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September 21, 2014
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Builder questions Lumberland board


Known for the high-end cottage-style homes built by his company in Sullivan and Ulster counties, Catskill Farms developer Charles Petersheim has lately emerged as a vocal opponent of the Town of Lumberland’s current zoning re-write process, which has been underway for two years.

Petersheim’s concerns have ranged in focus, revolving around the process, which stems from the town’s required update of its comprehensive plan, to various individuals involved, including members of the zoning re-write committee, the town supervisor, Nadia Rajsz and advisory attorneys Helen and David Slottje of the Community Environmental Defense Council.

Petersheim is a resident of the adjacent Town of Highland who owns substantial acreage in the Town of Lumberland and successfully sells to clients seeking the high-quality rural environment afforded by the region. He frequently faces a volley of impassioned responses from town residents who say they want to protect the quality of life that led them to purchase their Upper Delaware region properties.

At the latest town board meeting on September 14, the developer’s pointed questions were directed to the town board and to town attorney Danielle Jose-Decker. Petersheim drew attention to a lawsuit recently filed by Anschutz Exploration Corporation against the Town of Dryden in upstate New York that is pursuing zoning to prohibit heavy industrial use within the town’s borders.

The suit is the first to test the legal implications of such initiatives. Officials in Dryden and more than a dozen other local governments in New York State, who are pursuing similar prohibitions, are moving forward on the premise that while current law prohibits towns from regulating drilling, it does not regulate whether it can take place or where that might occur.

Petersheim asked whether Jose-Decker agrees with the legality of such prohibited uses.

“The courts have upheld prohibitions with respect to mining and adult facilities,” responded Jose-Decker. “The state regulates different industries, and I believe that the town has the power to prohibit and I believe that’s what the proposed zoning code seeks to do. I would also add that there is an area for an aggrieved entity, whether it be a person or a corporation, to seek a variance from the zoning board of appeals, and also the avenue of Article 78, in the event that someone wanted to challenge the decision of the ZBA or the town, so there is redress for someone who feels aggrieved by the zoning code as proposed.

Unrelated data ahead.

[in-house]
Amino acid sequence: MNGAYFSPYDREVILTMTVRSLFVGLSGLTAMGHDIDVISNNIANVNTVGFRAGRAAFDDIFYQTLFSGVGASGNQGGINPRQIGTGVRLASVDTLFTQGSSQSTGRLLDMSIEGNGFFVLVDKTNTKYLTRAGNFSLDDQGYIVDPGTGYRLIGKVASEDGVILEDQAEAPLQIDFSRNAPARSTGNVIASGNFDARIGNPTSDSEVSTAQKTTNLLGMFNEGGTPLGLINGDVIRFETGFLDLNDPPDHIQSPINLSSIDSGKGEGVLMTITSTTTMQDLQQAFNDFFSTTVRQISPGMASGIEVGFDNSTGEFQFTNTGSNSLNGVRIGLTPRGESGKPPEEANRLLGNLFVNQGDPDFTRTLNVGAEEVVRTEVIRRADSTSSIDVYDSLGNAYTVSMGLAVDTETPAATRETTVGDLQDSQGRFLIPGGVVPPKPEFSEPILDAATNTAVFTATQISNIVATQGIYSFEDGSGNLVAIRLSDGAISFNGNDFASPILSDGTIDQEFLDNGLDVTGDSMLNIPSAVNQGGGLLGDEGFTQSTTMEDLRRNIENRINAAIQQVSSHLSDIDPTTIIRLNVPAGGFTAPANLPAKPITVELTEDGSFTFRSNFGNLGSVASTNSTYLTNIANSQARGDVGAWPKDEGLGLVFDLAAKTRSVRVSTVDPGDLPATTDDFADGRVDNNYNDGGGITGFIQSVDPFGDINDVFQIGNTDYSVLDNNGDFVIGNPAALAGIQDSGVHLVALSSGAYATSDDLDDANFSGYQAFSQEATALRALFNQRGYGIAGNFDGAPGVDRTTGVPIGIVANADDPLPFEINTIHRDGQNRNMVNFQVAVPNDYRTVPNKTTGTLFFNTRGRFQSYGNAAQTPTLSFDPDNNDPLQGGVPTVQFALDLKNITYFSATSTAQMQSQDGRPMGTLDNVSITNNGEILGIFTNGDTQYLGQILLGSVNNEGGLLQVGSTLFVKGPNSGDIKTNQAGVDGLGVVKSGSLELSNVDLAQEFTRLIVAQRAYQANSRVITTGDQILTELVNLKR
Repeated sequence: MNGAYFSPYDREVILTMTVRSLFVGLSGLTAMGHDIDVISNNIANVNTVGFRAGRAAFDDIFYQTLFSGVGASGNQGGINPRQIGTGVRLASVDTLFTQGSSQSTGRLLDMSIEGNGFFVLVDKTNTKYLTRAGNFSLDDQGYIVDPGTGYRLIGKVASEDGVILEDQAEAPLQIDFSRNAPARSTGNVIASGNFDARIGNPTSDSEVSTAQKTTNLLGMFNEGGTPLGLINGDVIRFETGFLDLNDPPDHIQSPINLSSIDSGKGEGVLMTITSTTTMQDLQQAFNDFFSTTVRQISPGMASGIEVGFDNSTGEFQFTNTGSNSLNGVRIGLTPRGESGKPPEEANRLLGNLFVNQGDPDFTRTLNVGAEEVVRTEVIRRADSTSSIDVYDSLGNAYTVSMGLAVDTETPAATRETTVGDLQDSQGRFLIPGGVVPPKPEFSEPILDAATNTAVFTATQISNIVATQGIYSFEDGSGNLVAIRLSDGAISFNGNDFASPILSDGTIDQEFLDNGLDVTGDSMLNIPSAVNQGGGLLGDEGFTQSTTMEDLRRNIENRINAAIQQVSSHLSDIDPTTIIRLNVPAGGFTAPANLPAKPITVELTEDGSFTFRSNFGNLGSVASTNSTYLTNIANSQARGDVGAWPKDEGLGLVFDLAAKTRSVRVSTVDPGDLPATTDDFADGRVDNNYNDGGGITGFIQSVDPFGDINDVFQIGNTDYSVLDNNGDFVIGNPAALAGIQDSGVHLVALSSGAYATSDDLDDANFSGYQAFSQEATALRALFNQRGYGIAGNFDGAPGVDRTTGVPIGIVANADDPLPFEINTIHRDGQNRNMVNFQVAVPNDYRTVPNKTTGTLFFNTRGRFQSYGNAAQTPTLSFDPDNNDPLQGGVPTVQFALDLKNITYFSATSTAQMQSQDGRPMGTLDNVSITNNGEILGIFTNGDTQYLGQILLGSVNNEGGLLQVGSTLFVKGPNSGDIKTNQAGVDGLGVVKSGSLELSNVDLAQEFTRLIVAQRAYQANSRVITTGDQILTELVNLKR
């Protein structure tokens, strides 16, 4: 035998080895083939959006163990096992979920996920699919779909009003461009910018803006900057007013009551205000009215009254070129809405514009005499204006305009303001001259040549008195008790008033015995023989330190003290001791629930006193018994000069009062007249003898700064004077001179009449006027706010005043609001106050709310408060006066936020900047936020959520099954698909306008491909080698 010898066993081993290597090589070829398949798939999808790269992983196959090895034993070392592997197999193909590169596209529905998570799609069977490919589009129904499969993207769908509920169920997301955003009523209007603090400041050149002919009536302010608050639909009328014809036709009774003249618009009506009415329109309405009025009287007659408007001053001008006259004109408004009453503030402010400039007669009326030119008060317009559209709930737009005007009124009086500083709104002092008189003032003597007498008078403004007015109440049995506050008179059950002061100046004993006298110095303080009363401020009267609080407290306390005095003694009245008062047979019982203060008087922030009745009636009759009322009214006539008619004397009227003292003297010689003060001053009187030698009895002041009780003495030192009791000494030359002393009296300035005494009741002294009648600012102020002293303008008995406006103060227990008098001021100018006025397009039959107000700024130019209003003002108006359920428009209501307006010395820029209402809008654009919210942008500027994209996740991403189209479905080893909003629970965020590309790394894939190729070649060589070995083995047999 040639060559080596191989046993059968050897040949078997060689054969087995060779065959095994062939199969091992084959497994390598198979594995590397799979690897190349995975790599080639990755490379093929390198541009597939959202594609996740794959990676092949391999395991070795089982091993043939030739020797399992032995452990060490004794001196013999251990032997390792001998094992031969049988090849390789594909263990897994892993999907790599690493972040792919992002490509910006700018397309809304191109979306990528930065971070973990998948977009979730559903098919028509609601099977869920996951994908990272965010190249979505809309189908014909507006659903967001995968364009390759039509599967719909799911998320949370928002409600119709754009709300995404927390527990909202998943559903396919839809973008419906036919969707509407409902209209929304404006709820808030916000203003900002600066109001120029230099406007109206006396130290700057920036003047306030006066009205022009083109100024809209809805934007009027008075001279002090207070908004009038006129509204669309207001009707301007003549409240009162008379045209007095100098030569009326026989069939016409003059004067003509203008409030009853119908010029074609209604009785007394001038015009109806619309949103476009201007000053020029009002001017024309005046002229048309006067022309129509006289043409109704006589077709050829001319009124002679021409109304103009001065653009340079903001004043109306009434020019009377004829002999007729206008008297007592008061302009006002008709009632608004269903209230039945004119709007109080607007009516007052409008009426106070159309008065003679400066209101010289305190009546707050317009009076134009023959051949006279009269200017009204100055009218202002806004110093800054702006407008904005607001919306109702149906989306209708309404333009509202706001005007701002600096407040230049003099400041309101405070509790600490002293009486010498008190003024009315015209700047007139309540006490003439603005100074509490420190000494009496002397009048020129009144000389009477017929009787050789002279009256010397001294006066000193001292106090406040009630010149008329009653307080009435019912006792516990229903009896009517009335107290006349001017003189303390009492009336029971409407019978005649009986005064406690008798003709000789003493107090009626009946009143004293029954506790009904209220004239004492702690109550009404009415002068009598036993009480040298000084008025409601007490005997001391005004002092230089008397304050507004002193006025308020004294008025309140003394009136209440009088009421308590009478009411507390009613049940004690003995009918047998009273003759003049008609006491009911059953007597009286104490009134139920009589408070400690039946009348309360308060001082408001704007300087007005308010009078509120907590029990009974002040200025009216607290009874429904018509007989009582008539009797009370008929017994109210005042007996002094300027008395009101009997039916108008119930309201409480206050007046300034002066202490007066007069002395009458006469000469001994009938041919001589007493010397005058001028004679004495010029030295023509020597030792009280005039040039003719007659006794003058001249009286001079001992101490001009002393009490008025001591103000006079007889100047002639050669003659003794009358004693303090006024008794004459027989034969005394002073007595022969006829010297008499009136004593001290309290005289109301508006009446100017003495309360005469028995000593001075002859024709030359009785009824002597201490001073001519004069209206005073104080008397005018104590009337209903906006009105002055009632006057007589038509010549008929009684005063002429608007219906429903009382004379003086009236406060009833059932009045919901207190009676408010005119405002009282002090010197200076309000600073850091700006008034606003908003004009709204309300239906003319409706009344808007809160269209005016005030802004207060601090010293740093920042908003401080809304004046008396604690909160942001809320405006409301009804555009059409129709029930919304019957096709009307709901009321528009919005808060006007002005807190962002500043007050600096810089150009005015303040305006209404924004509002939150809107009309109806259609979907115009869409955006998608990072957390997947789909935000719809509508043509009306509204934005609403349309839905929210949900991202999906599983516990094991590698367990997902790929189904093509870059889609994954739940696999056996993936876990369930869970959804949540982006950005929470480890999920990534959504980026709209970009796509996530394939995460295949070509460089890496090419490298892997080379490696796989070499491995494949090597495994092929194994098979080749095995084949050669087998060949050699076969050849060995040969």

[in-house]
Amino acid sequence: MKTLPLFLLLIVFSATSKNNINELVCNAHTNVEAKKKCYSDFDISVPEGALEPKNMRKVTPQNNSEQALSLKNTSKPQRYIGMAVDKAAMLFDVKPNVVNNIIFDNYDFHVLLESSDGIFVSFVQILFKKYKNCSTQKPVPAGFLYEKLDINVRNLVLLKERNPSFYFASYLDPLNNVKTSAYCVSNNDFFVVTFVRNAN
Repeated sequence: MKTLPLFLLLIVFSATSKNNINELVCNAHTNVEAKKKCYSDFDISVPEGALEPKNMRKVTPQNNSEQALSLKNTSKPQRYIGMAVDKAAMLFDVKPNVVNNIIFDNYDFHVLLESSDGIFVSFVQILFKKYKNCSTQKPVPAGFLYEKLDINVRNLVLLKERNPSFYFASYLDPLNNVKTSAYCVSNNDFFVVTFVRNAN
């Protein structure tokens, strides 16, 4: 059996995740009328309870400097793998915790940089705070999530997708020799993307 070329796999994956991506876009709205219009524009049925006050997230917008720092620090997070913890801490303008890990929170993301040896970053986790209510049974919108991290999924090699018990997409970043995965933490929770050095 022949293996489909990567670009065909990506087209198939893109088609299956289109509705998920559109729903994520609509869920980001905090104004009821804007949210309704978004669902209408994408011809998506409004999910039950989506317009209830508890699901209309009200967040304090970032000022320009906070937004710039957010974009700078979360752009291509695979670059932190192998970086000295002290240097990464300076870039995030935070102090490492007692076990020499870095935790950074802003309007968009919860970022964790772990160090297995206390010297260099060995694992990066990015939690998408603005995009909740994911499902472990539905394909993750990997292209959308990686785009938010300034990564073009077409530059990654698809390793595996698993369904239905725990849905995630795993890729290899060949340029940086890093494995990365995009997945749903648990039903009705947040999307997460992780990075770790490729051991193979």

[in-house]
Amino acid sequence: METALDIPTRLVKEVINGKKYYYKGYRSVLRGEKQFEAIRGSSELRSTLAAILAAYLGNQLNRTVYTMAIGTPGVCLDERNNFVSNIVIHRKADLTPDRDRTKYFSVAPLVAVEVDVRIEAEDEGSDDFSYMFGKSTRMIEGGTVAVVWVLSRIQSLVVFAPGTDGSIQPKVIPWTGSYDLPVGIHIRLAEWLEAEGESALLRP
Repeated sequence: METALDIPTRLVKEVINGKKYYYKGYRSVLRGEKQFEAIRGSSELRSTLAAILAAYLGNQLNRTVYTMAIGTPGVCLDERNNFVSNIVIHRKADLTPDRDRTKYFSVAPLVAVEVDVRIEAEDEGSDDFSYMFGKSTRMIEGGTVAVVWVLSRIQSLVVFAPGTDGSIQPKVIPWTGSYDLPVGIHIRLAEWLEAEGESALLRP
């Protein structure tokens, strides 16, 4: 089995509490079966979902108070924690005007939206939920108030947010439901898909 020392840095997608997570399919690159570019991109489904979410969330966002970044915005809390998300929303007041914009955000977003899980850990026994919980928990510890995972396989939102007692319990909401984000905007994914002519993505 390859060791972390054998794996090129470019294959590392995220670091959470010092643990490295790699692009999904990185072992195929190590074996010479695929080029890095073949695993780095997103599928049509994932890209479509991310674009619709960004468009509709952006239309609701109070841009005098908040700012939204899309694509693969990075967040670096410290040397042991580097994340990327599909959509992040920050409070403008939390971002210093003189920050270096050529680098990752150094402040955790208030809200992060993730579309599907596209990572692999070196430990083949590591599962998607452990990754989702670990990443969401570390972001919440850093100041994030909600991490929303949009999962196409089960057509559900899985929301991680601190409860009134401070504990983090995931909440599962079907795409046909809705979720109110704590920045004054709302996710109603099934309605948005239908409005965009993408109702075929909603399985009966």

“It seems to me that the process is correct in the way that the town is handling the zoning re-write,” she continued. “The content, from my perspective, appears to be appropriate and legal. I think that the issue with the gas drilling is a new frontier and the issue with respect to prohibition of industry is not a new frontier. I think our code, once finalized, as proposed, should stand the test of time. But it always remains to be seen. People sue each other all the time, with or without merit.”

“What is the process if the town is subject to litigation for their re-zoning?” asked Petersheim.

“Those decisions would be made by the town board if and when it happened,” said Jose-Decker. “If someone was aggrieved, they would file an Article 78, the town would respond, there could potentially be a hearing and the court would decide.”
Another citizen questioned the permanence of the proposed changes. Rajsz responded that such laws can be amended in the future.

Rajsz added that it remains to be seen whether the gas that might be present in the area will be worth harvesting. “When we’re looking at the Marcellus Shale this far south, we have numerous discussions at the Upper Delaware Council and other committee meetings, that in here they’re calling it cooked gas, meaning that it’s really useless. We don’t know where the pockets of gas are. There are many studies out there. Which one is the right one?”

“That’s still speculation,” said Petersheim.
Rajsz reiterated that the efforts of the town boards are meant to take into account the interests of all residents. “We’re protecting the town by attempting to prohibit certain types of heavy industrial use and maintain our current quality of life,” said Rajsz, who urged everyone to form their own opinions. “You can get a copy of our draft zoning laws and make your own assessment and come to our public hearing. It’s online and available in written format. I suggest that everybody get a copy and read through it.”

The public hearing has not yet been set. For more information visit www.townoflumberland.org or call 845/856-4777, extension 227.